27

Instead of throwing new Exception("Some message", maybeSomeCause), which means that all callers of my method will need to catch Exception (which can include RuntimeExceptions), I'd like to throw a more specific type of exception when a problem occurs.

I can create my own exception types which extend Exception or another exception type, but I am curious if it is a good idea to re-use some exceptions that come with core Java language, such as:

  • IllegalArgumentException
  • UnsupportedOperationException
  • IOException
  • Others?

Are there others that I am missing? I found a basic list of the 'core' exceptions here: http://rymden.nu/exceptions.html, with humous explanations.

Thanks!

Edit:

Is there a good list of 'core' exceptions?

List so far:

  • 10
    It's always a good idea to use the core exception types where applicable. Only feel the need to reinvent the wheel where absolutely necessary. – Mike McMahon Apr 4 '12 at 17:49
  • 2
    The dev docs lists all "core" exceptions – Attila Apr 4 '12 at 18:01
  • Use your own Exception types when it makes sense and you want to be more specific. IOException, for example, can mean either your configuration failed to load (broken connection), or it does not exist. – ahanin Apr 4 '12 at 18:08
23

Yes, it's very good to do that. In fact, it's even written about in Effective Java, 2nd ed. See item 60 on page 248: "Favor the use of standard exceptions"

Reusing preexisting exceptions has several benefits. Chief among these, it makes your API easier to learn and use because it matches established conventions with which programmers are already familiar. A close second is that programs using your API are easier to read because they aren’t cluttered with unfamiliar exceptions. Last (and least), fewer exception classes mean a smaller memory footprint and less time spent loading classes.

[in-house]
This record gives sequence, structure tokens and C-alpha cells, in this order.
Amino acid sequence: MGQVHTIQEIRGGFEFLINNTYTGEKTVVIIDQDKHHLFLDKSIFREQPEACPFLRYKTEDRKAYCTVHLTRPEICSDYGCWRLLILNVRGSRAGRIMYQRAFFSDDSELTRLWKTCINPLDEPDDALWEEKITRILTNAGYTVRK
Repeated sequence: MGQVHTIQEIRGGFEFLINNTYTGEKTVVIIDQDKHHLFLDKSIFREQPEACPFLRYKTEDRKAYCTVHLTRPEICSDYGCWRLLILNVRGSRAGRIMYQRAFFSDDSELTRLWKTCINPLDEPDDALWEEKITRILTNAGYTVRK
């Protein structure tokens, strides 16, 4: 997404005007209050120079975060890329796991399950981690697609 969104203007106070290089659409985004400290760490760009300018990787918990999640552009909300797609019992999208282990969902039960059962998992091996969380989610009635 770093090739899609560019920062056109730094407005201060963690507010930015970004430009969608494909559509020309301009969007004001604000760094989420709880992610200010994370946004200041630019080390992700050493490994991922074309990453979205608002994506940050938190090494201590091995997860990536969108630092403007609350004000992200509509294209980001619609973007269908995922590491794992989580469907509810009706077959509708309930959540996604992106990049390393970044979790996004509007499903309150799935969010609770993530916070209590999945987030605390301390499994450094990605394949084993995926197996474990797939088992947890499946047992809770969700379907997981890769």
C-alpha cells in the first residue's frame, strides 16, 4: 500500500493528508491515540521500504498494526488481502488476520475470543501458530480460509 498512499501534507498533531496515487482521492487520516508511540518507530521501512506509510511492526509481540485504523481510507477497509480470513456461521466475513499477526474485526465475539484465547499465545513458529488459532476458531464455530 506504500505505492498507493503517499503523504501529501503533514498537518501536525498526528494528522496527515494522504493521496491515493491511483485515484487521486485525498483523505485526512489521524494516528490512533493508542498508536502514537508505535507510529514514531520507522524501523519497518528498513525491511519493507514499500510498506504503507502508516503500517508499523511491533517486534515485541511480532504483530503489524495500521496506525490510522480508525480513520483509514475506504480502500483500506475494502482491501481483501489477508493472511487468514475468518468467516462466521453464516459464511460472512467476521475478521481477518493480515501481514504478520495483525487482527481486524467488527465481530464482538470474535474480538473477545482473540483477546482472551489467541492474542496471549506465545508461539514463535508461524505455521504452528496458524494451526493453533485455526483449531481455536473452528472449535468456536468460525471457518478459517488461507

17

The lists provided in your question are not very usable as quick-reference material, and most descriptions in the dev docs seem cryptic to me.

I haven't run across any short-ish lists of the most reusable built-in exceptions. I've done my best to create one below, but I'm sure it is far from perfect.

github gist link (or see current content below)

List of Potentially Reusable Built-in Exceptions

organized by estimated utility

IllegalArgumentException

Thrown to indicate that a method has been passed an illegal or inappropriate argument.

IndexOutOfBoundsException

Thrown to indicate that an index of some sort (such as to an array, to a string, or to a vector) is out of range.

ArithmeticException

Thrown when the requested mathematical operation is non-sensical or impossible. example: int x = 1/0;

IllegalStateException

The application is not in an appropriate state for the requested operation. example: trying to save before file is loaded or created.

DataFormatException

Throw this when you have recieved improperly formatted data. example: MyClass.applyJSONString("{non:sense,all,garbled=definitely.not;json{{{")

TimeoutException

Throw this if something took too long and you're giving up.

KeySelectorException

I think it makes sense to throw this if you are trying to looking for an object using a key and it was not found or the key is otherwise invalid, but I don't really understand the dev docs on it.

example: myDataStructure.get("lookup_key"); when lookup_key is not in the data structure.